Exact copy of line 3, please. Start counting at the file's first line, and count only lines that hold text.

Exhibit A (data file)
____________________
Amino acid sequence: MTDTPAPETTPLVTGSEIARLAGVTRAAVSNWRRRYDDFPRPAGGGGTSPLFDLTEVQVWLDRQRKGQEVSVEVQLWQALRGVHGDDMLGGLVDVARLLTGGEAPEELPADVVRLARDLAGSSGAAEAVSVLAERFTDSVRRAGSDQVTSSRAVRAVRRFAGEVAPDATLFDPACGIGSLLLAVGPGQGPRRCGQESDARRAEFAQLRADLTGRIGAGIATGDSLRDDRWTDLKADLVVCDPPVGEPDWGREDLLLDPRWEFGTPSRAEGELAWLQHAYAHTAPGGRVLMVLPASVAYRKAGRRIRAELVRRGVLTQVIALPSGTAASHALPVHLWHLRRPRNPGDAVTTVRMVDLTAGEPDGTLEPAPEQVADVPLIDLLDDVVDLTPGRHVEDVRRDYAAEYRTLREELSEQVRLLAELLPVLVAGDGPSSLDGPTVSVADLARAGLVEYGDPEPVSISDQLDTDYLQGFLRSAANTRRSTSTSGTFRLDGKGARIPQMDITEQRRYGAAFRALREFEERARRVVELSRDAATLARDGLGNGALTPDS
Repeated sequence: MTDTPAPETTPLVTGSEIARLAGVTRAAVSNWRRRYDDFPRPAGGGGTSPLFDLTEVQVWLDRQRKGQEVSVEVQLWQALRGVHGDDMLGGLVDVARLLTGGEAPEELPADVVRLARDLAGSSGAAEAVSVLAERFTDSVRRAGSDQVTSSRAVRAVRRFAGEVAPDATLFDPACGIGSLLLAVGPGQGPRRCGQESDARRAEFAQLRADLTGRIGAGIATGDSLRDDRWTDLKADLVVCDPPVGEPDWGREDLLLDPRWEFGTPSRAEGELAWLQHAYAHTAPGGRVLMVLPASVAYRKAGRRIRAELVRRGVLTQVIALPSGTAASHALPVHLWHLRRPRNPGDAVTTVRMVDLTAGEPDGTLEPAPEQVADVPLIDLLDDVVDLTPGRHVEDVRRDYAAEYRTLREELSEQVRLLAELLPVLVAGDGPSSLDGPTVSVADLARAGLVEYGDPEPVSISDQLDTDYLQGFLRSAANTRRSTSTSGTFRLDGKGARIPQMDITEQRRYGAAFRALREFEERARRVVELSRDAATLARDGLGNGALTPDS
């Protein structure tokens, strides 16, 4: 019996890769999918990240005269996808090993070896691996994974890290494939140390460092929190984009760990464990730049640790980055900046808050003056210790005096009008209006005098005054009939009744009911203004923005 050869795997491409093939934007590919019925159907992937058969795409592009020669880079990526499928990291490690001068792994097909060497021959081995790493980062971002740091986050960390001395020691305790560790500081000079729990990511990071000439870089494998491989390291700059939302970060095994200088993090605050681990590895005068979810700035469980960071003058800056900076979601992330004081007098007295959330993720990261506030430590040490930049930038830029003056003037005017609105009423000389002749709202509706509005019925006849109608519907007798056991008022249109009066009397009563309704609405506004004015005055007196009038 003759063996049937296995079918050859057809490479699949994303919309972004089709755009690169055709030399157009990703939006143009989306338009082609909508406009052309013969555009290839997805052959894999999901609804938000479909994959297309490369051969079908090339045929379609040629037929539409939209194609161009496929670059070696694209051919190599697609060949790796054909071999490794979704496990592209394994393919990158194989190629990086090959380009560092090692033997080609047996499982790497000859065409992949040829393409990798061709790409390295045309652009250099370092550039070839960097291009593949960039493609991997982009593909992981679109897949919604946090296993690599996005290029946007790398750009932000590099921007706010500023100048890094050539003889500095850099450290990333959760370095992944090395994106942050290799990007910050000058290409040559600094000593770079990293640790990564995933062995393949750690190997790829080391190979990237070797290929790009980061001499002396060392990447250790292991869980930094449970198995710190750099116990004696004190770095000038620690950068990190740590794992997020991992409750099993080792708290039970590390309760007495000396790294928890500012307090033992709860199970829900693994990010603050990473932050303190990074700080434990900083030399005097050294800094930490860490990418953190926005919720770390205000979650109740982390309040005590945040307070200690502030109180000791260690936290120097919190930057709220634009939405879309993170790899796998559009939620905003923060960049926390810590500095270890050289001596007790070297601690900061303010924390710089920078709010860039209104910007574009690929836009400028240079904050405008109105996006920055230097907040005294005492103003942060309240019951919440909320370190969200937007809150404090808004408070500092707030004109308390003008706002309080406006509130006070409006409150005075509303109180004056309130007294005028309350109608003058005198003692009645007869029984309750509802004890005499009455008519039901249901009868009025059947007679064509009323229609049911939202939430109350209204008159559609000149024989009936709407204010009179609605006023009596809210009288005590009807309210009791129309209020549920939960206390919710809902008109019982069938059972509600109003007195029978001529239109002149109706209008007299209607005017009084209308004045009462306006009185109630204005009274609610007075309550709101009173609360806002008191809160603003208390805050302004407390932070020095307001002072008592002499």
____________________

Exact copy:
């Protein structure tokens, strides 16, 4: 019996890769999918990240005269996808090993070896691996994974890290494939140390460092929190984009760990464990730049640790980055900046808050003056210790005096009008209006005098005054009939009744009911203004923005 050869795997491409093939934007590919019925159907992937058969795409592009020669880079990526499928990291490690001068792994097909060497021959081995790493980062971002740091986050960390001395020691305790560790500081000079729990990511990071000439870089494998491989390291700059939302970060095994200088993090605050681990590895005068979810700035469980960071003058800056900076979601992330004081007098007295959330993720990261506030430590040490930049930038830029003056003037005017609105009423000389002749709202509706509005019925006849109608519907007798056991008022249109009066009397009563309704609405506004004015005055007196009038 003759063996049937296995079918050859057809490479699949994303919309972004089709755009690169055709030399157009990703939006143009989306338009082609909508406009052309013969555009290839997805052959894999999901609804938000479909994959297309490369051969079908090339045929379609040629037929539409939209194609161009496929670059070696694209051919190599697609060949790796054909071999490794979704496990592209394994393919990158194989190629990086090959380009560092090692033997080609047996499982790497000859065409992949040829393409990798061709790409390295045309652009250099370092550039070839960097291009593949960039493609991997982009593909992981679109897949919604946090296993690599996005290029946007790398750009932000590099921007706010500023100048890094050539003889500095850099450290990333959760370095992944090395994106942050290799990007910050000058290409040559600094000593770079990293640790990564995933062995393949750690190997790829080391190979990237070797290929790009980061001499002396060392990447250790292991869980930094449970198995710190750099116990004696004190770095000038620690950068990190740590794992997020991992409750099993080792708290039970590390309760007495000396790294928890500012307090033992709860199970829900693994990010603050990473932050303190990074700080434990900083030399005097050294800094930490860490990418953190926005919720770390205000979650109740982390309040005590945040307070200690502030109180000791260690936290120097919190930057709220634009939405879309993170790899796998559009939620905003923060960049926390810590500095270890050289001596007790070297601690900061303010924390710089920078709010860039209104910007574009690929836009400028240079904050405008109105996006920055230097907040005294005492103003942060309240019951919440909320370190969200937007809150404090808004408070500092707030004109308390003008706002309080406006509130006070409006409150005075509303109180004056309130007294005028309350109608003058005198003692009645007869029984309750509802004890005499009455008519039901249901009868009025059947007679064509009323229609049911939202939430109350209204008159559609000149024989009936709407204010009179609605006023009596809210009288005590009807309210009791129309209020549920939960206390919710809902008109019982069938059972509600109003007195029978001529239109002149109706209008007299209607005017009084209308004045009462306006009185109630204005009274609610007075309550709101009173609360806002008191809160603003208390805050302004407390932070020095307001002072008592002499």